Compounding the issue is that these trucks aren’t just transporting goods—they’re idling as shipments are loaded and unloaded. “I know a lot of our trucks are left idling even at any stop and just in traffic, but at this point it’s still a part of the business and something we can’t get rid of until electric vehicles reach a point where they can be used on a mass level,” said Jacobs.

Residents have also seen more wildlife roaming the streets, something that was never seen before. Florence resident Jacob Estelow said that he has seen deer, foxes, possums, and raccoons. He blames the displacement of these animals on the construction of these warehouse sites. “I remember when they first knocked down all the trees it was just open field, like all brown because of the dirt, and it was disheartening,” said Estelow. 

He began to notice the uptick in warehouses around 2019, there were two warehouses built right behind homes on Woodlawn Avenue. Estelow mentioned a large gray wall that was placed between the homes and the warehouse. Ever since then, he said, green spaces were replaced by gray ones.

Estelow is hardly alone in his feelings. Citizens have taken notice, voicing their concerns in town halls and on a Facebook community page, where conversations focus on trucks, traffic, and pollution. A unified response to the issue is forming—enough to get the mayor’s attention. Florence Mayor Kristan Marter has vowed to fix the warehouse issue, bringing the dialogue from Facebook to town council meetings.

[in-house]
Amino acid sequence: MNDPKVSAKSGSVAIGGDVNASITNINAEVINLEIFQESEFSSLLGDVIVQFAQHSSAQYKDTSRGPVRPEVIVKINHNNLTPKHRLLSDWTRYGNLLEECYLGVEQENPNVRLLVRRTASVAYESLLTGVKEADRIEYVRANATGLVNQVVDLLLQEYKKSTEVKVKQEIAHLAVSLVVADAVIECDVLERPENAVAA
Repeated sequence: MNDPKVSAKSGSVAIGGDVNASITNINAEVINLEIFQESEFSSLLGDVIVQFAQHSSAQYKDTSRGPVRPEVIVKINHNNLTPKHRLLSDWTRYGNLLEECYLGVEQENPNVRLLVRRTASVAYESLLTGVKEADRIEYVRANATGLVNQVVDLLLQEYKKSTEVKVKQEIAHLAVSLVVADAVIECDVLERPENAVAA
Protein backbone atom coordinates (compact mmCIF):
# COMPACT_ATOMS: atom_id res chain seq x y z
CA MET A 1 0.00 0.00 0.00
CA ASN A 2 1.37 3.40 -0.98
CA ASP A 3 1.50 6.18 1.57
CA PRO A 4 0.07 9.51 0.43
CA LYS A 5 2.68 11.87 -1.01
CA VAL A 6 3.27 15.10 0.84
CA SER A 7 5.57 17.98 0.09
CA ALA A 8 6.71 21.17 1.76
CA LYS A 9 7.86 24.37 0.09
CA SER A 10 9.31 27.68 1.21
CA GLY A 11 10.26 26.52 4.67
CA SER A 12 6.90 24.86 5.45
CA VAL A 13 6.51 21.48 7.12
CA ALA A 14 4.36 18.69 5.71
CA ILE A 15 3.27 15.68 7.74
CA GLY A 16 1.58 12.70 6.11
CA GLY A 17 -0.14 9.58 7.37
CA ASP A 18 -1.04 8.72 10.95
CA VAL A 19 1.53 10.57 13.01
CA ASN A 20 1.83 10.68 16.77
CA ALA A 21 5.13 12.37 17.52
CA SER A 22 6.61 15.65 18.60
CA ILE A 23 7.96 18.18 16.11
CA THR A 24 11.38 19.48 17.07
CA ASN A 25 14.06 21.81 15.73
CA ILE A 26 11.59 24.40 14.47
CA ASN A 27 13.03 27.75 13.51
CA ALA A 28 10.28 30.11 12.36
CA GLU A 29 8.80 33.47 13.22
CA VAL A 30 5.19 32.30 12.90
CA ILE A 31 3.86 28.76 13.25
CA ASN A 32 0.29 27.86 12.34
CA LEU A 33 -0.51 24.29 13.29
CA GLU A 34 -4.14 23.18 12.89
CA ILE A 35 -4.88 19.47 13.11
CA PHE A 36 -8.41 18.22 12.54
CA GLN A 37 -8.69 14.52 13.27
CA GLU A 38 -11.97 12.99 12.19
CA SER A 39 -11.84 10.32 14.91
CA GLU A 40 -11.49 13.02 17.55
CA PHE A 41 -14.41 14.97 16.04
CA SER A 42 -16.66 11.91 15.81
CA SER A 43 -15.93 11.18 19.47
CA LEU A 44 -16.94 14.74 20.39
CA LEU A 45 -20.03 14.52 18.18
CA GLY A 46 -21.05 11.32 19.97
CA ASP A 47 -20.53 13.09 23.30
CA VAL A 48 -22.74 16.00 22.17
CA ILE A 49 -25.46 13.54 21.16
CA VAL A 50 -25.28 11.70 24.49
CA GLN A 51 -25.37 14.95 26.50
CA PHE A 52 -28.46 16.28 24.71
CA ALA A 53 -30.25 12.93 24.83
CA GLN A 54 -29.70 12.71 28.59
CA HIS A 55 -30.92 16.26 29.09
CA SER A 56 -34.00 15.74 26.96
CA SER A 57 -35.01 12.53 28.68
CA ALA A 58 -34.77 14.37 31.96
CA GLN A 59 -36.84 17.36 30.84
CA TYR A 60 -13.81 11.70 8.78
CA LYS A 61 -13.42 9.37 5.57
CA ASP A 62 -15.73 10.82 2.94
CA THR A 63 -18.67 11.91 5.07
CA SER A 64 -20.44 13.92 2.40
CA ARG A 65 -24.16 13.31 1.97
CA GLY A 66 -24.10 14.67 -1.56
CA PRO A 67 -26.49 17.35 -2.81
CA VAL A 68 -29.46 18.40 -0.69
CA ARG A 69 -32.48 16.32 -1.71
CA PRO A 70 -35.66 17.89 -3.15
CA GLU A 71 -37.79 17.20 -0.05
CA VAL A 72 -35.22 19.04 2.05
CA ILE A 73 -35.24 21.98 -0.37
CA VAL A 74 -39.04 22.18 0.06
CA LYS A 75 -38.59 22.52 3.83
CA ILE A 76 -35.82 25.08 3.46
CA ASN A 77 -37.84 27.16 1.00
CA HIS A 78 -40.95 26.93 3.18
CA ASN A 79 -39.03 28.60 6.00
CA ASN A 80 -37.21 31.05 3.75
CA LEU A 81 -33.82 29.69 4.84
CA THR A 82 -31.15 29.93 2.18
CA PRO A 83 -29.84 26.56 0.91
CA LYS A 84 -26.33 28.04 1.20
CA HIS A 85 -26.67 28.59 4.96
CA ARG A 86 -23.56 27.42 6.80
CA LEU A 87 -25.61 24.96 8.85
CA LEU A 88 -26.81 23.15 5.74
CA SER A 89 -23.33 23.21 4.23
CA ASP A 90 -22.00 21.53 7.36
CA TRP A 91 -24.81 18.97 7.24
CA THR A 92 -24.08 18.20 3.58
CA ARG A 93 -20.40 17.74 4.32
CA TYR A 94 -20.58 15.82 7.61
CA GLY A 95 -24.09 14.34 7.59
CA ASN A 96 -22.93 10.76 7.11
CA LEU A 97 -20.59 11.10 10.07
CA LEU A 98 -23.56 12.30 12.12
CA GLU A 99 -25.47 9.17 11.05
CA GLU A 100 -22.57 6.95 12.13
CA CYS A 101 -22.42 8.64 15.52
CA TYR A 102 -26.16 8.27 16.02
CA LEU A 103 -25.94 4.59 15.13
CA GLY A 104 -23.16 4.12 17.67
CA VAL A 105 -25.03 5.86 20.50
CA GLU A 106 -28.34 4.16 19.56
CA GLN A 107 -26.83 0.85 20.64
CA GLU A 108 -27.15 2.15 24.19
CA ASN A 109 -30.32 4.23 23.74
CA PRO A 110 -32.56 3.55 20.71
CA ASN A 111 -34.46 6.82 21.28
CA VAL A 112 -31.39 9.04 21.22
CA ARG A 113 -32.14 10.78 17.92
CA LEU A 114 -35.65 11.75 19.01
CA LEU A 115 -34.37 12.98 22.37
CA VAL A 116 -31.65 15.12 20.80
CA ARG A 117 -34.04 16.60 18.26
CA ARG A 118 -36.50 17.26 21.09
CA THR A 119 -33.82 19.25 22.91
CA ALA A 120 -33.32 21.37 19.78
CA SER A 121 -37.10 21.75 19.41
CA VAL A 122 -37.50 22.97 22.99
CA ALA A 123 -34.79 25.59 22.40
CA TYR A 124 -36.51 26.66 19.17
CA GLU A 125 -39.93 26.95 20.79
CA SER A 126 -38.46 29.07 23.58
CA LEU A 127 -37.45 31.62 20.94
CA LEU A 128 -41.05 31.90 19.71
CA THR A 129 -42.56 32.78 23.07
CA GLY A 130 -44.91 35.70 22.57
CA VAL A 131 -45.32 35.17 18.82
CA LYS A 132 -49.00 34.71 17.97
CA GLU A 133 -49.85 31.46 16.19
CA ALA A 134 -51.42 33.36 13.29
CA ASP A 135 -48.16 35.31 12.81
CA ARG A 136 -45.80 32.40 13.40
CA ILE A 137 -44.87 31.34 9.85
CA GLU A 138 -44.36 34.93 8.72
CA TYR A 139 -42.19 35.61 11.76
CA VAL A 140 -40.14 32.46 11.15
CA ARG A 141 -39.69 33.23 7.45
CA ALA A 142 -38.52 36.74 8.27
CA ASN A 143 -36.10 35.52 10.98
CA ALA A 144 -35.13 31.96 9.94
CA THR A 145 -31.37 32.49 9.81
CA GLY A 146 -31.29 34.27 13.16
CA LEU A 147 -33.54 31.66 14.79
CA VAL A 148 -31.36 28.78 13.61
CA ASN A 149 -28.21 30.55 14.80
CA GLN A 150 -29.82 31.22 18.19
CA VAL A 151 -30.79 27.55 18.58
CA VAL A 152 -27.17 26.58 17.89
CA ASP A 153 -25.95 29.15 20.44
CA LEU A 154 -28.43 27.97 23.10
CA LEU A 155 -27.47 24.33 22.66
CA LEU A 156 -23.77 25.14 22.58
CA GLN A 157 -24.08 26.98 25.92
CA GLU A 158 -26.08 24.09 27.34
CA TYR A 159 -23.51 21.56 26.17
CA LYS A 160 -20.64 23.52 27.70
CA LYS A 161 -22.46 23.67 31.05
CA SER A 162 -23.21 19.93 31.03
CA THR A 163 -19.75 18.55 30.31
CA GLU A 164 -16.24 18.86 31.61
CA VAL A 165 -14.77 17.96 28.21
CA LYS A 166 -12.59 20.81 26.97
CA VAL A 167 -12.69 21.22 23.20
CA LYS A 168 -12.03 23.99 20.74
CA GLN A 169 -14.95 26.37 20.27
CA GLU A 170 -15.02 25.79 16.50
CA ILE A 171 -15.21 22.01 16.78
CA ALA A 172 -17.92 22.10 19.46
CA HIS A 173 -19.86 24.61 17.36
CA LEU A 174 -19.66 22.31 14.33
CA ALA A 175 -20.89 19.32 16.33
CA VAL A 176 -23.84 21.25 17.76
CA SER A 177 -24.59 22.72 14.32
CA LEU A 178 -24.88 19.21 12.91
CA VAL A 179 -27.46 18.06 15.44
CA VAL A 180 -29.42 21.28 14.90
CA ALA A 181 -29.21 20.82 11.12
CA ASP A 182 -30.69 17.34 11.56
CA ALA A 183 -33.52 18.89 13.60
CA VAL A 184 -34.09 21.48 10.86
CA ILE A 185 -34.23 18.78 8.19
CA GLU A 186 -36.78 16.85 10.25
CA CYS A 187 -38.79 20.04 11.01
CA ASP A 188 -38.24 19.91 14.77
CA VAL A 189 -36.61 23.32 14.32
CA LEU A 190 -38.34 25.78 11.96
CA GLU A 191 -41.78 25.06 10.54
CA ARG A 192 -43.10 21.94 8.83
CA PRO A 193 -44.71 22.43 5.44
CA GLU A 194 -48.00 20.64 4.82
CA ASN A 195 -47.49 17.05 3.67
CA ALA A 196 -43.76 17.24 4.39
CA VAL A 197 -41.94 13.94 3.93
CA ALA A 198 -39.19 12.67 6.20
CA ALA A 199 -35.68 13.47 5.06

According to the minutes from a June 5 meeting, Marter recently attended an event called “30 Mayors/30 Developers,” hosted by Dare Business Network. There, she had the opportunity to talk with several developers, who stated that they were interested in bringing restaurants and retail spaces into Florence, rather than warehouses. There is a planned follow-up meeting with contacts to bring in business that would “at least benefit the residents with resources.” 

It remains to be seen whether this solution will help or hurt traffic concerns in Florence—but it demonstrates residents’ clear intention to move away from warehouse shipping and toward community spaces. Said Sahol, “Florence township is a very unique community. Residents here are hardworking, honest people who want only for the success of the community and the good for their neighbors.”



Myara Gomez is a junior at The College of New Jersey. She is a staff writer for The Signal (TCNJ) and a CivicStory Reporting FellowThis story was produced in collaboration with The Signal and CivicStory as part of the Ecology-Justice Reporting Fellowship.